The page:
Remembering Bukowski with Harry Dean Stanton on Saturday
A parade of Hollywood stars who are fans of writer Charles Bukowski, led by Harry Dean Stanton, will pay tribute to the author at a celebration on Saturday. The free show, at the Grand Performances outdoor stage, begins at 8 p.m.
Bukowski, who died in 1994, was a celebrated writer of L.A.'s gritty side. A longtime post office employee, Bukowski was a hard drinker who lived on the edge. He wrote a column, "Notes of a Dirty Old Man," which was published by a handful of underground newspapers in the late 1960s. In 1969, at age 49, he quit his day job to write a book for Black Sparrow Press; that novel was "Post Office."
While not a bestseller, Bukowski was a favorite of the underground (and the French). He wrote six novels, including "Factotum" and "Ham on Rye," and dozens of poetry collections. Disinclined toward capitalization and with a fondness for raw language, he wrote poems like "i wanted to overthrow the government but all i brought down was somebody's wife" and "a 340 dollar horse and a hundred dollar whore."
Bukowski's work reached the mainstream after the 1987 release of the movie "Barfly," which starred Mickey Rourke as the Bukowski-like character Harry Chianski. It was set in dive bars and the seedy parts of Los Angeles.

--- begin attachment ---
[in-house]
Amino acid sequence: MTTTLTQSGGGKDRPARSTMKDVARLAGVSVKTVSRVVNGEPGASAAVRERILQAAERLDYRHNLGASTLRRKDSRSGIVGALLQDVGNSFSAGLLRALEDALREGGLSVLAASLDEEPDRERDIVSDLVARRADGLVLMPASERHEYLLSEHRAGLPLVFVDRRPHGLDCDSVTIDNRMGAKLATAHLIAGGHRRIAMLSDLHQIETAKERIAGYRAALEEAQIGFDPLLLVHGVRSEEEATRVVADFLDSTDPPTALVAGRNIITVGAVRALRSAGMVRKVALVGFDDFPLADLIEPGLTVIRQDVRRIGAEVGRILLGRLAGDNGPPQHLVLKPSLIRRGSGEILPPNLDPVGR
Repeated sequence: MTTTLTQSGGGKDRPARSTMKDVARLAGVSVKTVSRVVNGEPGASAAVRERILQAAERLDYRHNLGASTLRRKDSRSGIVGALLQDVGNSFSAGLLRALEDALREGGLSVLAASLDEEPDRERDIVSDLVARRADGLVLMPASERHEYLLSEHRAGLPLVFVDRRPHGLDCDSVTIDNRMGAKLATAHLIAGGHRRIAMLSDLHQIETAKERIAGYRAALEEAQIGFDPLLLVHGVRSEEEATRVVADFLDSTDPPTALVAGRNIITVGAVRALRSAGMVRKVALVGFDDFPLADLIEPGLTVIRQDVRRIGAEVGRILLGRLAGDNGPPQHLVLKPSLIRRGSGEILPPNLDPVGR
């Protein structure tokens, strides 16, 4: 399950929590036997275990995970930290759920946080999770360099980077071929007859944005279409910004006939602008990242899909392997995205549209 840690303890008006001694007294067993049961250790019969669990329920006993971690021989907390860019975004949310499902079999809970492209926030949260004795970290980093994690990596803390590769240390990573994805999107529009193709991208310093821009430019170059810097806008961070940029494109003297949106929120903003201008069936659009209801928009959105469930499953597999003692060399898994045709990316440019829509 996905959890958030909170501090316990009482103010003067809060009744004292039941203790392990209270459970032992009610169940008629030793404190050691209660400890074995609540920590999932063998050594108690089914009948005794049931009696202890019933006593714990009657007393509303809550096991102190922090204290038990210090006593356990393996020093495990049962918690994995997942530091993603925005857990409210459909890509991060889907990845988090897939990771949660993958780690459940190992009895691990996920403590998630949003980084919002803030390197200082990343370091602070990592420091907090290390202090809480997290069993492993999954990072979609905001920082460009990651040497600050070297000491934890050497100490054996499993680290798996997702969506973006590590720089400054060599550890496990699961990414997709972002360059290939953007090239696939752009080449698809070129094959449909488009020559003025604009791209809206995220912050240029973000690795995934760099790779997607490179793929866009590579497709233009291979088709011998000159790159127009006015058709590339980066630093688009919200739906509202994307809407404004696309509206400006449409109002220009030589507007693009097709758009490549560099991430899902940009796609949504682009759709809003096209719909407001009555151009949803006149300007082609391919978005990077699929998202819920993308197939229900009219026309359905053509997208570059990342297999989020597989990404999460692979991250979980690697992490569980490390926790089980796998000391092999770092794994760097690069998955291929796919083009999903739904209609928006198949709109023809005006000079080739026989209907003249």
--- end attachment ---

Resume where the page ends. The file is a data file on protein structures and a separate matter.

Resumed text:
Downtown L.A. has been cleaned up considerably since Bukowski's time, featuring cultural celebrations like Grand Performances. On Saturday, the reading series Tongue & Groove takes over the stage to present a tribute to Charles Bukowski.
Hollywood stars Harry Dean Stanton and Rebecca De Mornay headline the evening. Other readers include writer Dan Fante, whose father, John Fante, was an inspiration to, and rediscovered by, Charles Bukowski. Poets Jack Grapes, Kenneth Sonny Donato and Chiwan Choi, and writer Wendy Rainey will also read. Two writers who knew Bukowski, Joan Jobe Smith and Gerald Locklin, will also take the stage, so in addition to readings there may well be reminiscences.
Bukowski died at age 73 in 1994. His papers are now at the Huntington Library.
-- Carolyn Kellogg
Left photo: Harry Dean Stanton in 2006. Credit: Robert Lachman / L.A. Times. Right photo: Charles Bukowski from the documentary film "Bukowski: Born Into This," released by Magnolia Pictures. Credit: Michael Montfort